These women put it out there, shared their hard won experiences and wisdom, and because of them, I was better able to consider my options, empowered to set boundaries on the treatments I was personally willing to consider, and know that I had choices.  Not always good ones, certainly not always the ones I wanted, but these books (and bloggers) had a tendency to pull off the blinders I sometimes developed in the midst of treatment and help me reevaluate.  It was often good to be reminded that everyone has different feelings and reactions and resources to apply to various paths out of infertility as well as tolerance levels for procedures like IVF.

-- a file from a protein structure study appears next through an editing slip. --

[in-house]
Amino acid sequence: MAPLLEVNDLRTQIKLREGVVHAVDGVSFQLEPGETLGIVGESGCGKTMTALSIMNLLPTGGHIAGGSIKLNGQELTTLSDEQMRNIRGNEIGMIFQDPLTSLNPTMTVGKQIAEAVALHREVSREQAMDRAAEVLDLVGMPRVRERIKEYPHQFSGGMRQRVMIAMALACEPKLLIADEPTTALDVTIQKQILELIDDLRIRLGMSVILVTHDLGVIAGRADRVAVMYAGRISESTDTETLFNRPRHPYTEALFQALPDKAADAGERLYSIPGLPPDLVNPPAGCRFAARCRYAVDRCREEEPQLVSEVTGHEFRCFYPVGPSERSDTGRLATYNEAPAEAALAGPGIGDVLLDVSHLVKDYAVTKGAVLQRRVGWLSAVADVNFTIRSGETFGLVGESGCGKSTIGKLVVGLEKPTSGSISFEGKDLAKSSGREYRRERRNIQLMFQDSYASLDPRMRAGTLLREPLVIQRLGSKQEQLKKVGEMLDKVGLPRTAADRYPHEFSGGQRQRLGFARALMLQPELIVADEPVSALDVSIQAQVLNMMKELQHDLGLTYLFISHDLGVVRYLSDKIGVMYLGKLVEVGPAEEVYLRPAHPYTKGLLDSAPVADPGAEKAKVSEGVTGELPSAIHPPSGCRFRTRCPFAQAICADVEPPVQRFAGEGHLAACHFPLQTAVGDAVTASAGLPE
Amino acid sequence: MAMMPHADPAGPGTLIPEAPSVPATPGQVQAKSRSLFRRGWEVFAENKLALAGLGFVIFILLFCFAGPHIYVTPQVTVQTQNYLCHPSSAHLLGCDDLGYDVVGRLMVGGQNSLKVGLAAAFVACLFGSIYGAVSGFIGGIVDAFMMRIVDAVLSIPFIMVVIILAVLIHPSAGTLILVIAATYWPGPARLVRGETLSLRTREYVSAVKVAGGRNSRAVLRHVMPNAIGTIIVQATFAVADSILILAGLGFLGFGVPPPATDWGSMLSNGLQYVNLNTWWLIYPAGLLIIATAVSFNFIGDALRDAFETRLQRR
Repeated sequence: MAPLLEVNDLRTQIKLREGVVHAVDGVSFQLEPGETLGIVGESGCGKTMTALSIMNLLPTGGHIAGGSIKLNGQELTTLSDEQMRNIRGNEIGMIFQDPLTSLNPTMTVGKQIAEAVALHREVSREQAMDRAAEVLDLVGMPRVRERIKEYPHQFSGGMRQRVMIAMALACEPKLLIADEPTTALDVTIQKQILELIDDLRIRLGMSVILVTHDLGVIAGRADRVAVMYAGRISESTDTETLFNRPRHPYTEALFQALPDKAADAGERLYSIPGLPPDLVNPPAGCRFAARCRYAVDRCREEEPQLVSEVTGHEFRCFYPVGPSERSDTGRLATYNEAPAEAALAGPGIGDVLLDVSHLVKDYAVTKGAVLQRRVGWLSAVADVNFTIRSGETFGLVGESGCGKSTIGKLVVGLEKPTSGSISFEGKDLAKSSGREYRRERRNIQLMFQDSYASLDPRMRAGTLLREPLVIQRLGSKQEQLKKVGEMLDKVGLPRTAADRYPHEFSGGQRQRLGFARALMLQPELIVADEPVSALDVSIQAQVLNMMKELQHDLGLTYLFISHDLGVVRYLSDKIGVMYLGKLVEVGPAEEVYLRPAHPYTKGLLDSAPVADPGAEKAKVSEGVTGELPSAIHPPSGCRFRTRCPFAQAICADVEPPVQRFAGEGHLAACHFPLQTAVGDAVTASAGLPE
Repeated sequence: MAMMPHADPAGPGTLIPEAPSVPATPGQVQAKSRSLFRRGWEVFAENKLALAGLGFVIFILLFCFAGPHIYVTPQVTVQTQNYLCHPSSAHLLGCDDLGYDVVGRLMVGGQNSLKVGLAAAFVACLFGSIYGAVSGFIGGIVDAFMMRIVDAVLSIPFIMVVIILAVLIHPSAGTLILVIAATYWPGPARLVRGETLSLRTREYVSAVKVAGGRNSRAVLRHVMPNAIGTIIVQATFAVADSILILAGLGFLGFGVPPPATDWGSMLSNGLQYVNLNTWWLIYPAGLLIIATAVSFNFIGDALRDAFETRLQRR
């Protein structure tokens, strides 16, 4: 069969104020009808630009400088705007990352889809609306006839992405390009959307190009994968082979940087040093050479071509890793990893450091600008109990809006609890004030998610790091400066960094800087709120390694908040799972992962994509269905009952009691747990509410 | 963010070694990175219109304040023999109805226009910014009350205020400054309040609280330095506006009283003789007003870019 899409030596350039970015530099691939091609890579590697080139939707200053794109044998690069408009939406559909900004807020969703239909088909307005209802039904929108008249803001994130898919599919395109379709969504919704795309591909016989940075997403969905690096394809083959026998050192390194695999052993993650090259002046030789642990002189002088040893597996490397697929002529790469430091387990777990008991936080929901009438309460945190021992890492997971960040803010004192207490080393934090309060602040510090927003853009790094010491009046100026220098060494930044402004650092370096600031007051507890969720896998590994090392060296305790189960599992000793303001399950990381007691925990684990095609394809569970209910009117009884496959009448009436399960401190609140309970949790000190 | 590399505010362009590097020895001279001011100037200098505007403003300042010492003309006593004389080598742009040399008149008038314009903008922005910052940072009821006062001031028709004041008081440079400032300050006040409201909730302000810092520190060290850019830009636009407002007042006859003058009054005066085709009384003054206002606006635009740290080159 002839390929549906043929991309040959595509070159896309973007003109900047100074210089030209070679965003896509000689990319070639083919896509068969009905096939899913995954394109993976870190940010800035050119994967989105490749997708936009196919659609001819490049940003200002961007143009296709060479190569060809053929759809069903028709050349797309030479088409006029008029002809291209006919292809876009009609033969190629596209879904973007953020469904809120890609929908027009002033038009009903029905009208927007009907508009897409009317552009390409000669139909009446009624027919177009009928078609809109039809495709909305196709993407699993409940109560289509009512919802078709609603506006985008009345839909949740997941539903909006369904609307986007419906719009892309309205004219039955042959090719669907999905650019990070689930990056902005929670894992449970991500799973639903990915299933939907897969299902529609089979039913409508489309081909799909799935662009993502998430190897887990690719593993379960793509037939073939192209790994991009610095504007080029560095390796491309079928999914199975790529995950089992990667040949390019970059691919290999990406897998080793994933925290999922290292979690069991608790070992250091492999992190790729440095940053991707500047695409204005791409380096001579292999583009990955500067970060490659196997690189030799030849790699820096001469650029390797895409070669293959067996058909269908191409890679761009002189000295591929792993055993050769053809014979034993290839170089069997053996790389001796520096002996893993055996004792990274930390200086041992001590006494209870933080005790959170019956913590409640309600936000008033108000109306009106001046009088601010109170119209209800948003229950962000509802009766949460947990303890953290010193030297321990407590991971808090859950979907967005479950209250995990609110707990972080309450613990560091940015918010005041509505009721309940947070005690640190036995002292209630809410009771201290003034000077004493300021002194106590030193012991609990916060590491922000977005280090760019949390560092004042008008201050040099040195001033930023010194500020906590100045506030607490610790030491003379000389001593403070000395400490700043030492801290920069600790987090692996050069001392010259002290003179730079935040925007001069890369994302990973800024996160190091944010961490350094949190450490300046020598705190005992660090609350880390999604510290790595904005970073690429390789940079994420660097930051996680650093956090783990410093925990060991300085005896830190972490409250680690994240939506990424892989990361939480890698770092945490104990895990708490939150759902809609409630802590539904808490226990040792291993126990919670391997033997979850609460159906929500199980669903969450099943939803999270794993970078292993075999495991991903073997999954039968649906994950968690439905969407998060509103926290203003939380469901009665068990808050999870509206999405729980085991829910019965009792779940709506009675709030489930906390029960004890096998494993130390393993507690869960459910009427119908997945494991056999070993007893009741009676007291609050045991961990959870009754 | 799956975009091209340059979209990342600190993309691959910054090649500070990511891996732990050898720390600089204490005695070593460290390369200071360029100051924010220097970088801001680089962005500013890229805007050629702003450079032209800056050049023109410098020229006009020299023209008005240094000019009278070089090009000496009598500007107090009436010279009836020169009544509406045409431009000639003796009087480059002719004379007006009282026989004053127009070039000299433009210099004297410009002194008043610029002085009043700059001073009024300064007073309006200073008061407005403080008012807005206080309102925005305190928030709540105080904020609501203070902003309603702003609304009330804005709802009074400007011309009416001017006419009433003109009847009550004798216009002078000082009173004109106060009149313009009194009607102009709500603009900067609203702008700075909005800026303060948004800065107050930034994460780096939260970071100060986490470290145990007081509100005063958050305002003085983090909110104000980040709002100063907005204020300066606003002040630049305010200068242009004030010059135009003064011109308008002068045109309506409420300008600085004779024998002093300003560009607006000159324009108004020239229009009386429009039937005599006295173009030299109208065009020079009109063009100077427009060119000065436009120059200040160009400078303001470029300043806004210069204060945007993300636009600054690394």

Avalanche is a multidimensional work that examines the facets of an individual experience and how infertility – and motherhood – are perceived in today’s world.  It’s a voice in the conversation surrounding the ethics and issues when fertility isn’t a given.  The voices and experiences are indeed diverse, but for me – and many of these writers – speaking about infertility isn’t a purely intellectual exercise, it’s an intensely personal, life-altering condition.  This is another place I struggled with Cusk’s review: I cannot speak about infertility with an airy, detached, academic quality.  It is the very real, wrenching memories of sobbing in ultrasound rooms, the physical scar tissue from PIO injections, the messy reality of bleeding.  Cusk displays an incredible amount of privilege by treating the subject as merely a thought exercise instead of treating it with compassion and empathy.